David Meadows skims the cream From the Italian Press at rogueclassicism.
The remains of the 7th c. BCE necropolis at Chiavari in Liguria, currently housed in Cicagna, could be moved to an exhibition space close to the location of the original excavation by this summer [Teleradiopace.tv; Google Maps]. It's not only the artifacts that are on display, but also, it seems the necropolis itself.
The Museo Bardini in Florence has reopened after a decade of restorations. Its collections run from antiquity up to the 18th century, with an emphasis on the Medieval and Renaissance.
The Palazzo Altemps in Rome is opening four new rooms for its Egyptian collection.
Clifford Ando reviews Edward Bispham, From Asculum to Actium. The Municipalization of Italy from the Social War to Augustus (2007) at BMCR; I note that "Bispham traces in relief the existence and history of the wide swaths of Italy that long remained unmunicipalized," though necessarily cursorily.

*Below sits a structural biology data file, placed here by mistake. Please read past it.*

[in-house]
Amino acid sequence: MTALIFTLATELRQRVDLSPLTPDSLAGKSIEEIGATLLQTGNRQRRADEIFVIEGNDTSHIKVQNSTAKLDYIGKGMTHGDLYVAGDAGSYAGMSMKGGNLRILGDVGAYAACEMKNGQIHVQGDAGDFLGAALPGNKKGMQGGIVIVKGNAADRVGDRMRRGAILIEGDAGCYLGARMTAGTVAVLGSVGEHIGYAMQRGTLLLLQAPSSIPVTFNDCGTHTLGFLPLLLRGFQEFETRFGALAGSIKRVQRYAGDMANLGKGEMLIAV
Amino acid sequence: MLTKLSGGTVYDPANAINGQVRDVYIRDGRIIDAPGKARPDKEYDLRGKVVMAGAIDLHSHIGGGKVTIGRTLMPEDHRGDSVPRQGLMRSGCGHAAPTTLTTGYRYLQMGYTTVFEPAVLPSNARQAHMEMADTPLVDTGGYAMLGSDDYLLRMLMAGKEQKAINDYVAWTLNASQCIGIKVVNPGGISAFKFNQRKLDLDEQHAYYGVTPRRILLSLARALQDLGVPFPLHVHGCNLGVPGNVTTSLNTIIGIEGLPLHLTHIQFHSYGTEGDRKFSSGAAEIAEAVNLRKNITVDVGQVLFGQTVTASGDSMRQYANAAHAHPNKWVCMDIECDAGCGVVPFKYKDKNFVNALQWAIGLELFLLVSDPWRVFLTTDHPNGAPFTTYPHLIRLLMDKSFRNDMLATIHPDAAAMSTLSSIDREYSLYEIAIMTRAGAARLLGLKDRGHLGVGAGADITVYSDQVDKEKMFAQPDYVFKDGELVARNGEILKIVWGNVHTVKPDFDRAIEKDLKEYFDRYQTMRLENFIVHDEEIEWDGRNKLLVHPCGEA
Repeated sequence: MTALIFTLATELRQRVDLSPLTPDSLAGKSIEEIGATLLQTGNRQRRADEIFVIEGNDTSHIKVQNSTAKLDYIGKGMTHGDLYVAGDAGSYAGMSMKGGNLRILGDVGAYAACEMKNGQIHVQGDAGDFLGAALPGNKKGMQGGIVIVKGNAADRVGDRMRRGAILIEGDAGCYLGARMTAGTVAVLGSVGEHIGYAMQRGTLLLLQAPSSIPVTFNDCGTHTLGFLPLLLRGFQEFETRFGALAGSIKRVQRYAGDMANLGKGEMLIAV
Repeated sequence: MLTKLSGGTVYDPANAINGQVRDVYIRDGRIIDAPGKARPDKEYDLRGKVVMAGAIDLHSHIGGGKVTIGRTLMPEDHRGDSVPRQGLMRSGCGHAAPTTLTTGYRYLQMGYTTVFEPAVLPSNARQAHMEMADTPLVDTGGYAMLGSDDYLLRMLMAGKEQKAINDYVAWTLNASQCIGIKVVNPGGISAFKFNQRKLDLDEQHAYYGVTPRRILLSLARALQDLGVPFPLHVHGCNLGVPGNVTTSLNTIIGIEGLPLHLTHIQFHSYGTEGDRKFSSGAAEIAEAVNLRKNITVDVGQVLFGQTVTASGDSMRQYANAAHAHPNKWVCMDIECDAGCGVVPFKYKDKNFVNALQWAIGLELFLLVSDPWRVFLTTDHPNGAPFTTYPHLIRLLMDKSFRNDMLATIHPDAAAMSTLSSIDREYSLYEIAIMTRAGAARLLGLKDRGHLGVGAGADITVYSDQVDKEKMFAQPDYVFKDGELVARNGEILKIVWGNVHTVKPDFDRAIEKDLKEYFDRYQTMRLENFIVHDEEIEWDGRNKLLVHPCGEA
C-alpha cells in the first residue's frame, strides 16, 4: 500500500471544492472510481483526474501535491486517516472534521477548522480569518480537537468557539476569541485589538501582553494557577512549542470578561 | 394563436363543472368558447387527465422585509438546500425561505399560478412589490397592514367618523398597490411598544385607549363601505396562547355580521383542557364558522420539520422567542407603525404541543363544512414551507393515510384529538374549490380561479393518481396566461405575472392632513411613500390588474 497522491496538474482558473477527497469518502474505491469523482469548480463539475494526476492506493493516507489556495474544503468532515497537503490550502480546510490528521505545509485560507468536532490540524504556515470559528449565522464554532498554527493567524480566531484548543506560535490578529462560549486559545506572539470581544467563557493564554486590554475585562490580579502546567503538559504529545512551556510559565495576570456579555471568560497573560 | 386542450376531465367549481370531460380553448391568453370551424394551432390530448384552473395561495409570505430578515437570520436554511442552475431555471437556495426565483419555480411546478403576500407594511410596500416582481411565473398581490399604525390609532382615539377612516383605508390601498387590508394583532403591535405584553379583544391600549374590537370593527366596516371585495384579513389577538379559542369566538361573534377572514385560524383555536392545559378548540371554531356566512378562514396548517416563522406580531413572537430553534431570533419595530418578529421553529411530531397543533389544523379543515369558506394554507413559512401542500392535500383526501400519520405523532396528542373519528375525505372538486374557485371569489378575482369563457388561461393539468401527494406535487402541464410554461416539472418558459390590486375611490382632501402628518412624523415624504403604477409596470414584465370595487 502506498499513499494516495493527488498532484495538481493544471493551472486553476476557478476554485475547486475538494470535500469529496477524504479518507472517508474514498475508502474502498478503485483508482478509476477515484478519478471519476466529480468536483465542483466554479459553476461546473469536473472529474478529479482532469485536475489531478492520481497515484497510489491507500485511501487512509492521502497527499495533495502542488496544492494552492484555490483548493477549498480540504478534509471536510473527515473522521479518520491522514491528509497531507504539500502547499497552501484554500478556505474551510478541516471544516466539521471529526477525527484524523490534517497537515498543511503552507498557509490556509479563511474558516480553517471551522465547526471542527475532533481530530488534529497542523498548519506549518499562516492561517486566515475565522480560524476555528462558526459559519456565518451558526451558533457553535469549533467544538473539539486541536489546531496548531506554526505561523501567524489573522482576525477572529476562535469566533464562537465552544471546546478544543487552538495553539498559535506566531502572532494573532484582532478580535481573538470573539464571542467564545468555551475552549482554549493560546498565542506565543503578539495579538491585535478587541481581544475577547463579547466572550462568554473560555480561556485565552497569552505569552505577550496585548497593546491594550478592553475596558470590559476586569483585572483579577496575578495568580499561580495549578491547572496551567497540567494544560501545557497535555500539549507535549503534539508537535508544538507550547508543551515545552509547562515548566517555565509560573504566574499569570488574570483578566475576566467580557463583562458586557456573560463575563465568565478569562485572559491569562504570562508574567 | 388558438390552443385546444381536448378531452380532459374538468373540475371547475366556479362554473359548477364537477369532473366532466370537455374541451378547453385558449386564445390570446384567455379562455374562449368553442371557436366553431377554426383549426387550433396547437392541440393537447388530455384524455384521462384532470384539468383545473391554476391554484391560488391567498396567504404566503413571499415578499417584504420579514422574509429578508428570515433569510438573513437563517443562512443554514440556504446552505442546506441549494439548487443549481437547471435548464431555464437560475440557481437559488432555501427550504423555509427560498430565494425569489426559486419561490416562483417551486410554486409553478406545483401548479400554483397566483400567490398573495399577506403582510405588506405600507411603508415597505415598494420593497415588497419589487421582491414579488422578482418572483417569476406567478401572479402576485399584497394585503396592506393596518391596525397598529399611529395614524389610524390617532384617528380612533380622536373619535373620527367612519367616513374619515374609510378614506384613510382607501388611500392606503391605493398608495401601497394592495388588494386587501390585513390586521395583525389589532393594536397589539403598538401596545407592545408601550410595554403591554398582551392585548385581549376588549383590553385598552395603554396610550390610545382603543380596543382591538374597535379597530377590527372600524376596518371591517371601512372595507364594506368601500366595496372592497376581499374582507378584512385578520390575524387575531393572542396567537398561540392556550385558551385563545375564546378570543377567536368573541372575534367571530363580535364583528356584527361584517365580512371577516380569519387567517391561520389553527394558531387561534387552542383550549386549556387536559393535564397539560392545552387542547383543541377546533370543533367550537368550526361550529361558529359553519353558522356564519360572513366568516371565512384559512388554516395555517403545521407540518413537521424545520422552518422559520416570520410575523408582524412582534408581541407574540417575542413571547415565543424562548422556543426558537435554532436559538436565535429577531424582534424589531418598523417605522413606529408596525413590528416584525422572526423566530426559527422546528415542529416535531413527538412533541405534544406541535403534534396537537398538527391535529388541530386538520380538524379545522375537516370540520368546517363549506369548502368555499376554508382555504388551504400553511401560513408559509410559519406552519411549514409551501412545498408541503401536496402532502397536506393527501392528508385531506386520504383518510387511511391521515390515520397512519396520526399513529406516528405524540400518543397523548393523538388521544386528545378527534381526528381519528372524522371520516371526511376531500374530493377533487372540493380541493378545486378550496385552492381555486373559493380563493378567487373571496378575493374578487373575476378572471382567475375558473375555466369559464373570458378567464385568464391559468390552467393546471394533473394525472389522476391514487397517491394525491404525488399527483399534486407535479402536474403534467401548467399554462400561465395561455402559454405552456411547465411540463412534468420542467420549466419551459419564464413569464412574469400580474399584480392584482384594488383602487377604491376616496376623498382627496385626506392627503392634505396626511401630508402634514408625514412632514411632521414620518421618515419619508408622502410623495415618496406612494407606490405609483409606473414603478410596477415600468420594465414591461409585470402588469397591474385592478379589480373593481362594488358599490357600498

If your Italian interests run to the post-Antique, I note the recent publication (March 2009) of Paul Oldfield's City and Community in Norman Italy by Cambridge University Press. If you need to brush up on the intervening centuries, you might try C. Salvatore's Storia dell'Italia bizantina (VI-XI secolo). Da Giustiniano ai Normanni (2008).
When on Google Earth 18 is up at Scott McDonough's An Intermittent Waste of Time.
I can't let the recent earthquake in the Abruzzo pass without some words: a notice at Archeorivista. At The Guardian. The Italian Red Cross with the option of making a donation toward earthquake relief. MiBAC with information for donating to cultural heritage relief.